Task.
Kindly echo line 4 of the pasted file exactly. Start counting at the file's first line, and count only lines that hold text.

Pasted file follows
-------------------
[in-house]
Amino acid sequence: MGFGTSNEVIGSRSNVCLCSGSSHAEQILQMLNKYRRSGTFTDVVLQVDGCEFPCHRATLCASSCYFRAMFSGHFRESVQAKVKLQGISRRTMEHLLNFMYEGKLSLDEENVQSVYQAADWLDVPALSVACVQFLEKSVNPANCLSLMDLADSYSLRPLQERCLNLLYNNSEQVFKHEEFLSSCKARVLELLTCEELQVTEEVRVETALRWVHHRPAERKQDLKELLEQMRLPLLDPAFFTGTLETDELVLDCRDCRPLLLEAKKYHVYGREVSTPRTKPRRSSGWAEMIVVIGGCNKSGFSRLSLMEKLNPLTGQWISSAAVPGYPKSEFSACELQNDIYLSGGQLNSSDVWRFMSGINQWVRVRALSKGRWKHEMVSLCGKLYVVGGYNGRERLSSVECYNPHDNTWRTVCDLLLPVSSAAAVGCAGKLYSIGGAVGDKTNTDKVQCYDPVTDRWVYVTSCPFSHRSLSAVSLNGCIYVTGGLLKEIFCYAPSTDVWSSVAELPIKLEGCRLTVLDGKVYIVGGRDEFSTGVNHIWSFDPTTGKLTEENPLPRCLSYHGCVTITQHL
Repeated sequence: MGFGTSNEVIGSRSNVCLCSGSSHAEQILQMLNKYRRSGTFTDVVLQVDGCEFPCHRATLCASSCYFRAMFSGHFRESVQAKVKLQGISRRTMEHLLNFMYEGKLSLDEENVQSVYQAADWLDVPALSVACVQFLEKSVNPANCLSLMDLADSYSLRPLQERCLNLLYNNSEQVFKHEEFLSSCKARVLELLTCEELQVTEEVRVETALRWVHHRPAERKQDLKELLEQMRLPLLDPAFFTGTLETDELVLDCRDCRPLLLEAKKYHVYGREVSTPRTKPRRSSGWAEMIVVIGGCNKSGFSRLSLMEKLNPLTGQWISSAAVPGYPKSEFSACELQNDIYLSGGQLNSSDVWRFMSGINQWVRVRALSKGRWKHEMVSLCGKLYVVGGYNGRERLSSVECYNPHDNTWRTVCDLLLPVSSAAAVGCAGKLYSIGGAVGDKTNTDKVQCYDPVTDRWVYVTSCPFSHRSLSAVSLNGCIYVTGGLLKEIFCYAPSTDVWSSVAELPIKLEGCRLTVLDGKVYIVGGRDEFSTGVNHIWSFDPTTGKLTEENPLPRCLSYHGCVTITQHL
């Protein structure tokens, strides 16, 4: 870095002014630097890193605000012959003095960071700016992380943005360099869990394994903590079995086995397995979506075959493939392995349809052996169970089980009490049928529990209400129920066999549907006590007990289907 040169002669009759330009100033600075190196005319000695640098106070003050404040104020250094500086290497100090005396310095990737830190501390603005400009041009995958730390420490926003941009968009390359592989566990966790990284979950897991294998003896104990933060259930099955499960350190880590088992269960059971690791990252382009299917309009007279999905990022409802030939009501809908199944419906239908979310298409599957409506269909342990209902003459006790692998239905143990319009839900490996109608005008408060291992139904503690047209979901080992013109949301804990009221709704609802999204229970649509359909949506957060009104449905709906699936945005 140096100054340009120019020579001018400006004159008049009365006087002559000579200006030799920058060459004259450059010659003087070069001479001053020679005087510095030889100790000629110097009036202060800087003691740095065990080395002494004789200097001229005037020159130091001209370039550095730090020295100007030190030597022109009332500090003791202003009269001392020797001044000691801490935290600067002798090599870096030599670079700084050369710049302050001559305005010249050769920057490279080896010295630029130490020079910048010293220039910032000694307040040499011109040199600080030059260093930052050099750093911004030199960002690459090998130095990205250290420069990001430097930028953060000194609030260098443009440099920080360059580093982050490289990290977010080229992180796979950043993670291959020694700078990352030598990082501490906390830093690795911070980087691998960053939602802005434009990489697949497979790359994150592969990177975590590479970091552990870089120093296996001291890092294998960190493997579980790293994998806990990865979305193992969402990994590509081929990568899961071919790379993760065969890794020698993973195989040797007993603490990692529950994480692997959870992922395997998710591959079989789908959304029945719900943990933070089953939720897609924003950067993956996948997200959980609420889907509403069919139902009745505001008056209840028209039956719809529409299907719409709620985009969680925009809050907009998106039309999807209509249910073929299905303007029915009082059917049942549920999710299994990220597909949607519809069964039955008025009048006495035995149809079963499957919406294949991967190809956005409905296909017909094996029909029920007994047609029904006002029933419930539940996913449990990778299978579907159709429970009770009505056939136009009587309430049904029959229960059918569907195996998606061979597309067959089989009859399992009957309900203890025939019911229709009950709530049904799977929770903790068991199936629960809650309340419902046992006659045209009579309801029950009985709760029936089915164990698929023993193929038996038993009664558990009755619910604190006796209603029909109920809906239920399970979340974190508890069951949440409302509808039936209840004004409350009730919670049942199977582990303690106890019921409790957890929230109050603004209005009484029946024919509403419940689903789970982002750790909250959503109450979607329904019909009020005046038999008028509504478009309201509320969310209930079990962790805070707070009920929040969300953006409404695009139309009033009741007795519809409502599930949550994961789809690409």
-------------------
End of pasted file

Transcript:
């Protein structure tokens, strides 16, 4: 870095002014630097890193605000012959003095960071700016992380943005360099869990394994903590079995086995397995979506075959493939392995349809052996169970089980009490049928529990209400129920066999549907006590007990289907 040169002669009759330009100033600075190196005319000695640098106070003050404040104020250094500086290497100090005396310095990737830190501390603005400009041009995958730390420490926003941009968009390359592989566990966790990284979950897991294998003896104990933060259930099955499960350190880590088992269960059971690791990252382009299917309009007279999905990022409802030939009501809908199944419906239908979310298409599957409506269909342990209902003459006790692998239905143990319009839900490996109608005008408060291992139904503690047209979901080992013109949301804990009221709704609802999204229970649509359909949506957060009104449905709906699936945005 140096100054340009120019020579001018400006004159008049009365006087002559000579200006030799920058060459004259450059010659003087070069001479001053020679005087510095030889100790000629110097009036202060800087003691740095065990080395002494004789200097001229005037020159130091001209370039550095730090020295100007030190030597022109009332500090003791202003009269001392020797001044000691801490935290600067002798090599870096030599670079700084050369710049302050001559305005010249050769920057490279080896010295630029130490020079910048010293220039910032000694307040040499011109040199600080030059260093930052050099750093911004030199960002690459090998130095990205250290420069990001430097930028953060000194609030260098443009440099920080360059580093982050490289990290977010080229992180796979950043993670291959020694700078990352030598990082501490906390830093690795911070980087691998960053939602802005434009990489697949497979790359994150592969990177975590590479970091552990870089120093296996001291890092294998960190493997579980790293994998806990990865979305193992969402990994590509081929990568899961071919790379993760065969890794020698993973195989040797007993603490990692529950994480692997959870992922395997998710591959079989789908959304029945719900943990933070089953939720897609924003950067993956996948997200959980609420889907509403069919139902009745505001008056209840028209039956719809529409299907719409709620985009969680925009809050907009998106039309999807209509249910073929299905303007029915009082059917049942549920999710299994990220597909949607519809069964039955008025009048006495035995149809079963499957919406294949991967190809956005409905296909017909094996029909029920007994047609029904006002029933419930539940996913449990990778299978579907159709429970009770009505056939136009009587309430049904029959229960059918569907195996998606061979597309067959089989009859399992009957309900203890025939019911229709009950709530049904799977929770903790068991199936629960809650309340419902046992006659045209009579309801029950009985709760029936089915164990698929023993193929038996038993009664558990009755619910604190006796209603029909109920809906239920399970979340974190508890069951949440409302509808039936209840004004409350009730919670049942199977582990303690106890019921409790957890929230109050603004209005009484029946024919509403419940689903789970982002750790909250959503109450979607329904019909009020005046038999008028509504478009309201509320969310209930079990962790805070707070009920929040969300953006409404695009139309009033009741007795519809409502599930949550994961789809690409």